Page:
As last resort, Oklahoma quarantine orders rise amid coronavirus pandemic
October 21, 2020
Everything old is new again when it comes to battling a novel coronavirus with no cure or vaccination.
Public health officials point to face masks, social distancing and good hand hygiene as pillars of the response to the coronavirus, along with robust testing and contact tracing. But there’s one last-resort tool: the quarantine order.
Quarantines have been used to control disease among humans and animals for hundreds of years. The word derives from the Italian word for 40 days, quaranta giorni, because ships returning to port from far-off lands with infections would have to anchor for 40 days before unloading their crew and cargo.
Today, if an infected person refuses to comply with recommendations to quarantine or isolate, state health officials can issue the quarantine orders, which in Oklahoma are hand-delivered to the recipient. The orders must be signed by the health commissioner.
Since the state’s first recorded instance of coronavirus infection in March, the Oklahoma State Department of Health has issued 49 quarantine orders through September. All but one were for coronavirus. (One was for rabies.) The agency issued one measles-related quarantine order in 2019, and none going back to 2014.
The quarantine orders are usually requested by a regional director at the health department after they’ve tried everything else to get compliance, said Keith Reed, deputy commissioner for community health services. A summary of the situation is prepared and a conference call is set up between Reed, the regional director, the agency’s general counsel and other leaders at the health department.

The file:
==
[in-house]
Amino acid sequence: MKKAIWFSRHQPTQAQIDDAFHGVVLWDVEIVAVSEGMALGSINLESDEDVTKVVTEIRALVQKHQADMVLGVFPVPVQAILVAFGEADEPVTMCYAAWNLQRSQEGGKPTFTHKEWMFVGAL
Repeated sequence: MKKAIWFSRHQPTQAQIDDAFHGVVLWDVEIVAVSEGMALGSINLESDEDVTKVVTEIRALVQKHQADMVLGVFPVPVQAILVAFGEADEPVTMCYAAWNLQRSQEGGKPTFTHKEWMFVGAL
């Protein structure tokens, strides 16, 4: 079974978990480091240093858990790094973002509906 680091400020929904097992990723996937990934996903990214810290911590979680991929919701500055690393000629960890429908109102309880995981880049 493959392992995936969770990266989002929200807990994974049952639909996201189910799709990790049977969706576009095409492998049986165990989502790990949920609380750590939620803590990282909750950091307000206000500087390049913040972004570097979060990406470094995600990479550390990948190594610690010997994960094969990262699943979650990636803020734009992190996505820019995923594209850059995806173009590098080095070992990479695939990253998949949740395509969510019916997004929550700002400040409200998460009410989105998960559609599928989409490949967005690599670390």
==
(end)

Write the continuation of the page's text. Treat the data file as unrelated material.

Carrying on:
“We talk through it and ask is this something that we really need to do?” Reed said. “We really do want this to be a last resort.”
Oklahoma’s quarantine orders can be challenged through the health department’s administrative hearing process. The coronavirus quarantine orders are typically for 10 days to two weeks, shorter than the usual timeline for administrative hearings involving attorneys and administrative law judges. On the flip side, the department can force compliance with a quarantine order by getting an emergency order from a district judge.
“We don’t have quarantine jail. We don’t have isolation jail. We’re not doing anything like that,” Reed said. “We’re just doing the best we can to mitigate the spread. This is one of those tools in the toolbox.”
Health officials were reluctant to share specific stories of issuing quarantine orders because of medical privacy, but they said most have gone smoothly.
“In one instance, we told the guy, ‘You can’t continue working. You have to go home.’ When we handed him an order, he was like, ‘OK.’ And he got in his car and went home,” said Brandie Combs, regional director for the southwest part of the state. She is one of nine regional directors at the health department.
Combs said after a quarantine order is issued, the department follows up to see if the person needs help getting groceries, medicine or other support.